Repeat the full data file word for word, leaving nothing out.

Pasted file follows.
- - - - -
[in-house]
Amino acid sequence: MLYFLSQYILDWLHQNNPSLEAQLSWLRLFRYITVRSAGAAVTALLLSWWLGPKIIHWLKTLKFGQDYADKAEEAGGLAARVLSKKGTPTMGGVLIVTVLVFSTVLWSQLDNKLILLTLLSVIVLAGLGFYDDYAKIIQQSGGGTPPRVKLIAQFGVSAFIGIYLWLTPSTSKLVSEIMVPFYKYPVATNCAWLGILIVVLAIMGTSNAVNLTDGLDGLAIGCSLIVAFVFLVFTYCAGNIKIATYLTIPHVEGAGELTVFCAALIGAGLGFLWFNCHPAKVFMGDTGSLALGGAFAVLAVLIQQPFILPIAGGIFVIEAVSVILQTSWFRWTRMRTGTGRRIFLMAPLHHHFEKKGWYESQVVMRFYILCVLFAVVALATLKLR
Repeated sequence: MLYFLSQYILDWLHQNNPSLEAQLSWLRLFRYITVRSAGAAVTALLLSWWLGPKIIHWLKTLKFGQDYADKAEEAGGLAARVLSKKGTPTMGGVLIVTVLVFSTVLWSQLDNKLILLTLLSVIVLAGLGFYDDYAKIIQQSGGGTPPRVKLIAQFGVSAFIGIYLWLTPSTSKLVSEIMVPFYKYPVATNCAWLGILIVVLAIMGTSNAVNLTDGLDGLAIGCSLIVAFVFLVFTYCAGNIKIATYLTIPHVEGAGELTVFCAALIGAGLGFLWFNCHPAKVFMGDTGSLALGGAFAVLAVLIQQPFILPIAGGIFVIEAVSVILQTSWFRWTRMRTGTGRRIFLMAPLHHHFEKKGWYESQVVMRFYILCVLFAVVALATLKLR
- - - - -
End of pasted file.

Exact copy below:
[in-house]
Amino acid sequence: MLYFLSQYILDWLHQNNPSLEAQLSWLRLFRYITVRSAGAAVTALLLSWWLGPKIIHWLKTLKFGQDYADKAEEAGGLAARVLSKKGTPTMGGVLIVTVLVFSTVLWSQLDNKLILLTLLSVIVLAGLGFYDDYAKIIQQSGGGTPPRVKLIAQFGVSAFIGIYLWLTPSTSKLVSEIMVPFYKYPVATNCAWLGILIVVLAIMGTSNAVNLTDGLDGLAIGCSLIVAFVFLVFTYCAGNIKIATYLTIPHVEGAGELTVFCAALIGAGLGFLWFNCHPAKVFMGDTGSLALGGAFAVLAVLIQQPFILPIAGGIFVIEAVSVILQTSWFRWTRMRTGTGRRIFLMAPLHHHFEKKGWYESQVVMRFYILCVLFAVVALATLKLR
Repeated sequence: MLYFLSQYILDWLHQNNPSLEAQLSWLRLFRYITVRSAGAAVTALLLSWWLGPKIIHWLKTLKFGQDYADKAEEAGGLAARVLSKKGTPTMGGVLIVTVLVFSTVLWSQLDNKLILLTLLSVIVLAGLGFYDDYAKIIQQSGGGTPPRVKLIAQFGVSAFIGIYLWLTPSTSKLVSEIMVPFYKYPVATNCAWLGILIVVLAIMGTSNAVNLTDGLDGLAIGCSLIVAFVFLVFTYCAGNIKIATYLTIPHVEGAGELTVFCAALIGAGLGFLWFNCHPAKVFMGDTGSLALGGAFAVLAVLIQQPFILPIAGGIFVIEAVSVILQTSWFRWTRMRTGTGRRIFLMAPLHHHFEKKGWYESQVVMRFYILCVLFAVVALATLKLR